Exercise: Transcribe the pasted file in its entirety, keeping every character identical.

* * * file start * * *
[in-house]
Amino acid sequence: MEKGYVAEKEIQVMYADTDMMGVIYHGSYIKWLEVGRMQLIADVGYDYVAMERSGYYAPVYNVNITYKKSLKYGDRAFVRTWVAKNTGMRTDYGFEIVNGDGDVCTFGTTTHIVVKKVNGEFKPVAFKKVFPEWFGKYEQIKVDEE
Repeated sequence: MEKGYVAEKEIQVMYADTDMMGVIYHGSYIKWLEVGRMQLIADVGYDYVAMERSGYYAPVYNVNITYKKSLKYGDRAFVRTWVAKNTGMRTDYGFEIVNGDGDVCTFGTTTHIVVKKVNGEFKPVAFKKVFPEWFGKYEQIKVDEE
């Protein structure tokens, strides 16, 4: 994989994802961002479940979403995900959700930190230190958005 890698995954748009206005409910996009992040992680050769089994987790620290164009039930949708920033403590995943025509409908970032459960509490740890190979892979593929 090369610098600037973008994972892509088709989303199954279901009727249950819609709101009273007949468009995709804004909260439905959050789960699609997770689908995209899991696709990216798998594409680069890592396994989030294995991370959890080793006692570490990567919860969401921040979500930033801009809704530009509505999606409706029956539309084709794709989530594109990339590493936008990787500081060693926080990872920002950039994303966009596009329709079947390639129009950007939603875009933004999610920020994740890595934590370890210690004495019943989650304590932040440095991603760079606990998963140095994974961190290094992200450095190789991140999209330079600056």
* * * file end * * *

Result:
[in-house]
Amino acid sequence: MEKGYVAEKEIQVMYADTDMMGVIYHGSYIKWLEVGRMQLIADVGYDYVAMERSGYYAPVYNVNITYKKSLKYGDRAFVRTWVAKNTGMRTDYGFEIVNGDGDVCTFGTTTHIVVKKVNGEFKPVAFKKVFPEWFGKYEQIKVDEE
Repeated sequence: MEKGYVAEKEIQVMYADTDMMGVIYHGSYIKWLEVGRMQLIADVGYDYVAMERSGYYAPVYNVNITYKKSLKYGDRAFVRTWVAKNTGMRTDYGFEIVNGDGDVCTFGTTTHIVVKKVNGEFKPVAFKKVFPEWFGKYEQIKVDEE
């Protein structure tokens, strides 16, 4: 994989994802961002479940979403995900959700930190230190958005 890698995954748009206005409910996009992040992680050769089994987790620290164009039930949708920033403590995943025509409908970032459960509490740890190979892979593929 090369610098600037973008994972892509088709989303199954279901009727249950819609709101009273007949468009995709804004909260439905959050789960699609997770689908995209899991696709990216798998594409680069890592396994989030294995991370959890080793006692570490990567919860969401921040979500930033801009809704530009509505999606409706029956539309084709794709989530594109990339590493936008990787500081060693926080990872920002950039994303966009596009329709079947390639129009950007939603875009933004999610920020994740890595934590370890210690004495019943989650304590932040440095991603760079606990998963140095994974961190290094992200450095190789991140999209330079600056």